The complicated landscape of historic building demolition in Austin just got a little bit thornier. City leaders, residents, and land-owners have been clashing incessantly of late over the fact that demolition permits for properties that are more than 50 years old must be reviewed by the city Historic Landmark Commission or its staff before being released.
Those who generally agree with the current process tend to value preserving the city’s physical—and thus cultural—history, while property-rights advocates bristle and New Urbanists complain that such preservation can impede increasing housing density, and thus availability, especially in the city’s central core areas.
At last week’s meeting, the Austin Monitor reported Tuesday, Austin City Council listed even further to the preservation side when it approved a resolution to require demolition permits for civic buildings go through a public hearing process. While such permits must be reviewed by staff, until now there was no requirement that they be approved by the Landmark Commission at a hearing.
Council voted 9-2 to approve the resolution, put forth by Council member Kathie Tovo, the Monitor reported. Council members Don Zimmerman and Ellen Troxclair voted in opposition, and Zimmerman put in his two cents confirming his staunch advocacy of property rights, according to the Monitor story.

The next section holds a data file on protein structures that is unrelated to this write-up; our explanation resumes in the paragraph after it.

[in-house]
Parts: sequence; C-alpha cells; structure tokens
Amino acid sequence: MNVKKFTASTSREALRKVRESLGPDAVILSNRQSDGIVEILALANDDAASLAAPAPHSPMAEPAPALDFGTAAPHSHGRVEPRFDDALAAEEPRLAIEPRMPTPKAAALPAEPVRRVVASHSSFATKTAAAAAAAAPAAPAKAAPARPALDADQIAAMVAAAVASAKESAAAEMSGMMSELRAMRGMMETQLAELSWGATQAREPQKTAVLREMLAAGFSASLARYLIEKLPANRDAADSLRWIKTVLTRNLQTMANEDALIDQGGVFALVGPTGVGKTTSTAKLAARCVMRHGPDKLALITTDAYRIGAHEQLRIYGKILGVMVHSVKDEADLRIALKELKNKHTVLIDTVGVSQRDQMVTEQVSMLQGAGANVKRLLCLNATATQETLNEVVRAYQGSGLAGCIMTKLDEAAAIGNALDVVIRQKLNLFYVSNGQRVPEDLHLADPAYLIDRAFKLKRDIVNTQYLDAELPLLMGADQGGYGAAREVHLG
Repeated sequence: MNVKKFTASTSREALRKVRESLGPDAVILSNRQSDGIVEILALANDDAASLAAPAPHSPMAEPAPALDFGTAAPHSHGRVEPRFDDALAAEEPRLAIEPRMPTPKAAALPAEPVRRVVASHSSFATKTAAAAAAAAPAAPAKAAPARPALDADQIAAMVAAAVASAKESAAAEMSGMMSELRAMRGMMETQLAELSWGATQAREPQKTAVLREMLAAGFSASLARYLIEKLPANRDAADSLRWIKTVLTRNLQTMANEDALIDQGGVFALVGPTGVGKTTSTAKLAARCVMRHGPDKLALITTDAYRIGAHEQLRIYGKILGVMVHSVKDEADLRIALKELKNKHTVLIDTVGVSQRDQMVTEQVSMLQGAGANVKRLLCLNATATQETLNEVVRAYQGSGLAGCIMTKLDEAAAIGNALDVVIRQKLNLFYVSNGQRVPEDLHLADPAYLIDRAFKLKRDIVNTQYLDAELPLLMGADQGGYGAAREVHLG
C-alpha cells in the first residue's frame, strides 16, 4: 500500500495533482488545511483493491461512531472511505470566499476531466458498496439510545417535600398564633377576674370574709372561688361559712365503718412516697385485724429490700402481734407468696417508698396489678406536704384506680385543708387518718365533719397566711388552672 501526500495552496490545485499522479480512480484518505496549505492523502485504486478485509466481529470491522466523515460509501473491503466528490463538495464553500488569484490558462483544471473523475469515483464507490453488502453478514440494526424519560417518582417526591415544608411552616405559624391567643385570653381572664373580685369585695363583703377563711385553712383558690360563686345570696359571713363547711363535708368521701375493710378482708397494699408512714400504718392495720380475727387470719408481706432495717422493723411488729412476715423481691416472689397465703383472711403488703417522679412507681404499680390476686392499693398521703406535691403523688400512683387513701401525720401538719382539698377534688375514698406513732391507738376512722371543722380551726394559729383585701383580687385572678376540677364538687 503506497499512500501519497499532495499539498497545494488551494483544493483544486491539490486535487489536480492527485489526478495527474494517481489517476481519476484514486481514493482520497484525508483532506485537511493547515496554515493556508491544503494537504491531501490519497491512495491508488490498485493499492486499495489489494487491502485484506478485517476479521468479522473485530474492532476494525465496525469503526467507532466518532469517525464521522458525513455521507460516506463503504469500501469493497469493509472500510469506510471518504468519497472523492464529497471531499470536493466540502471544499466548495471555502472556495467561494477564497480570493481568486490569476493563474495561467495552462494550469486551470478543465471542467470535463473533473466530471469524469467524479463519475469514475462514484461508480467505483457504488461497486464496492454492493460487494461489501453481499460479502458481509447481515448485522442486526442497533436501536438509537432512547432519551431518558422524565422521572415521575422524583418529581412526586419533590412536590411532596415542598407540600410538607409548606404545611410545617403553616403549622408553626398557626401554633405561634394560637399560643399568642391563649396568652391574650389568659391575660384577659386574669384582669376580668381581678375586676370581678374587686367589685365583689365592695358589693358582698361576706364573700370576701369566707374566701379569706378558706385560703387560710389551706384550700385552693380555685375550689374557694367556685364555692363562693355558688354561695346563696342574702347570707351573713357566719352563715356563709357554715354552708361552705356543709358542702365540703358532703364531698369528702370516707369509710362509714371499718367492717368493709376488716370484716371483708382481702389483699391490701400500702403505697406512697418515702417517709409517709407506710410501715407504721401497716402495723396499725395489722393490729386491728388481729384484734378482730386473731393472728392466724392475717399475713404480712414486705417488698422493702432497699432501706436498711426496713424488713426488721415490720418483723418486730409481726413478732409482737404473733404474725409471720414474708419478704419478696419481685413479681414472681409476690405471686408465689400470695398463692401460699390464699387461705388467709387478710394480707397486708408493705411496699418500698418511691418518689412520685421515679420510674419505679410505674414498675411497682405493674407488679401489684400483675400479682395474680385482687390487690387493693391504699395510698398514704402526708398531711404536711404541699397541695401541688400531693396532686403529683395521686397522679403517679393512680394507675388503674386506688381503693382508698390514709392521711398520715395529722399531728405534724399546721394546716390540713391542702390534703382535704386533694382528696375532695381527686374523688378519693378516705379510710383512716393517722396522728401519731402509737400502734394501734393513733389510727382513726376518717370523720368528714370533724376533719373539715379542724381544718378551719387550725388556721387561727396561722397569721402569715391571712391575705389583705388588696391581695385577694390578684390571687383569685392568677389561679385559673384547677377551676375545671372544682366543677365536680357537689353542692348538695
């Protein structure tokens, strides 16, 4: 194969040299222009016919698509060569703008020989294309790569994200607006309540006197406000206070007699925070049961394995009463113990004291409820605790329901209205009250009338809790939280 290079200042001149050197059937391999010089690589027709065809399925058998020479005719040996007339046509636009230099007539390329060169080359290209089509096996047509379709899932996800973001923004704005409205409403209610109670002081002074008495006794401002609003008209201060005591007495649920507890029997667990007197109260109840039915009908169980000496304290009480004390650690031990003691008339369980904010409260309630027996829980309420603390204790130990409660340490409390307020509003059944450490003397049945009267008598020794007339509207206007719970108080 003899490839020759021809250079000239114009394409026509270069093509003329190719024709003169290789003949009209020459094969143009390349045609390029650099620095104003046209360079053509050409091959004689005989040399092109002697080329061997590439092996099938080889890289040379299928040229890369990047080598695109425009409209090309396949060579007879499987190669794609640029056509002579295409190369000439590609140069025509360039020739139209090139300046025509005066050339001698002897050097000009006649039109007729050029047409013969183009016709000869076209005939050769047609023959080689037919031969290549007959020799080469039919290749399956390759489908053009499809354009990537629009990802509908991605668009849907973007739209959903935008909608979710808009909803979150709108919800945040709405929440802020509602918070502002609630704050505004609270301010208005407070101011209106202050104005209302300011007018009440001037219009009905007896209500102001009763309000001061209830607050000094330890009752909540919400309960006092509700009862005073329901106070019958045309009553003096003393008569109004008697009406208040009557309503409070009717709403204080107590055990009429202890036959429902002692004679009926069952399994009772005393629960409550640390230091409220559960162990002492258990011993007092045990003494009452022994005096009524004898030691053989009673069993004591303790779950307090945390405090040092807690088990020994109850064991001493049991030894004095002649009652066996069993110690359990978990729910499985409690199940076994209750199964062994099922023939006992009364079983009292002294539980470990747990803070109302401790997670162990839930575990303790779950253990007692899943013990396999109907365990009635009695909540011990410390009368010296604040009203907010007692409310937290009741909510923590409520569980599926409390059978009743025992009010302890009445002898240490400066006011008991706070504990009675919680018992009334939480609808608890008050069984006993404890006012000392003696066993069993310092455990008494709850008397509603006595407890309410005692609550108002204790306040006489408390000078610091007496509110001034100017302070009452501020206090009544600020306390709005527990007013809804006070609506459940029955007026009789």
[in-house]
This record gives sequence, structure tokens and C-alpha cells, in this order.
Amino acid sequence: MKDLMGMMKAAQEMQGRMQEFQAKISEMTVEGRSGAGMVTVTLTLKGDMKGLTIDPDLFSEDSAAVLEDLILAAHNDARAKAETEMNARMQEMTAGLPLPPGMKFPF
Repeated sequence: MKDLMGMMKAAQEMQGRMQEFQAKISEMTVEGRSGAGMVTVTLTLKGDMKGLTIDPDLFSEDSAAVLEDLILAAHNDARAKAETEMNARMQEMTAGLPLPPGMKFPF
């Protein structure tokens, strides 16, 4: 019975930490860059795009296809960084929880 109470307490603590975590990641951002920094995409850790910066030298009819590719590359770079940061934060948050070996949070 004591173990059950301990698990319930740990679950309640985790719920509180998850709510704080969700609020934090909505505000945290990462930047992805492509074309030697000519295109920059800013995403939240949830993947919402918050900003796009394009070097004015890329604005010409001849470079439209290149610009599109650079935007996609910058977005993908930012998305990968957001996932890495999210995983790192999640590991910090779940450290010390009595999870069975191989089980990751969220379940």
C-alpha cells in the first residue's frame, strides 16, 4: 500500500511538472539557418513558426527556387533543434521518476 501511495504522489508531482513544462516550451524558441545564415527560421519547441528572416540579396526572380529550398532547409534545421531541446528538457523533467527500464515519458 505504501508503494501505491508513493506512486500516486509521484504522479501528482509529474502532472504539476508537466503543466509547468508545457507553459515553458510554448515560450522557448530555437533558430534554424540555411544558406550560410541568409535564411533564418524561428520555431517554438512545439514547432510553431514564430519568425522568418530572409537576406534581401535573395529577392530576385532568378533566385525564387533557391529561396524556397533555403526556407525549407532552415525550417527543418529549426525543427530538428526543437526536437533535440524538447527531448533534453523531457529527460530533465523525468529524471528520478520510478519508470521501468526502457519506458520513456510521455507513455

Council member Sheri Gallo attempted an amendment that would not include all the buildings that fall in one of the current 46 categories of civic uses, reported the Monitor, but that amendment failed. In her opposition, Tovo expressed concern about historic civic buildings that are not landmarked, and held that modifying the list should go through the code development process. Jerry Rusthoven of the Planning and Zoning Department said that it would be sending just such a list through the normal boards and commissions vetting process, the Monitor added.
• Council moves to change demolition rules [Austin Monitor]